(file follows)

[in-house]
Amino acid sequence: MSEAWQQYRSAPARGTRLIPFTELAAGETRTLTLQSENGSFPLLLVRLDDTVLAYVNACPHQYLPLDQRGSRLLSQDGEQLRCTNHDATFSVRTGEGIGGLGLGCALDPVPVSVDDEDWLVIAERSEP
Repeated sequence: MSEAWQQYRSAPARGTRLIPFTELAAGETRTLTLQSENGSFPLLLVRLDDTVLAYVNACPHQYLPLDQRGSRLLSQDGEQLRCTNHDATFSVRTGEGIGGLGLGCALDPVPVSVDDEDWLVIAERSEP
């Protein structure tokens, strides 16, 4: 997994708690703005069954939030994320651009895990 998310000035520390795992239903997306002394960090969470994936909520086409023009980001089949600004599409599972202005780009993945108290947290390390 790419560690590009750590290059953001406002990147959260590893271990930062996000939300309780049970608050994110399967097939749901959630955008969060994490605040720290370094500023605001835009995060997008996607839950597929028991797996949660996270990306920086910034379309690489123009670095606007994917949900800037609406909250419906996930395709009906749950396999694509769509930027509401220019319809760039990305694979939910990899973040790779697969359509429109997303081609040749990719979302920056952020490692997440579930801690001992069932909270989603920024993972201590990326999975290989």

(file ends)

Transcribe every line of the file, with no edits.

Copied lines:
[in-house]
Amino acid sequence: MSEAWQQYRSAPARGTRLIPFTELAAGETRTLTLQSENGSFPLLLVRLDDTVLAYVNACPHQYLPLDQRGSRLLSQDGEQLRCTNHDATFSVRTGEGIGGLGLGCALDPVPVSVDDEDWLVIAERSEP
Repeated sequence: MSEAWQQYRSAPARGTRLIPFTELAAGETRTLTLQSENGSFPLLLVRLDDTVLAYVNACPHQYLPLDQRGSRLLSQDGEQLRCTNHDATFSVRTGEGIGGLGLGCALDPVPVSVDDEDWLVIAERSEP
């Protein structure tokens, strides 16, 4: 997994708690703005069954939030994320651009895990 998310000035520390795992239903997306002394960090969470994936909520086409023009980001089949600004599409599972202005780009993945108290947290390390 790419560690590009750590290059953001406002990147959260590893271990930062996000939300309780049970608050994110399967097939749901959630955008969060994490605040720290370094500023605001835009995060997008996607839950597929028991797996949660996270990306920086910034379309690489123009670095606007994917949900800037609406909250419906996930395709009906749950396999694509769509930027509401220019319809760039990305694979939910990899973040790779697969359509429109997303081609040749990719979302920056952020490692997440579930801690001992069932909270989603920024993972201590990326999975290989």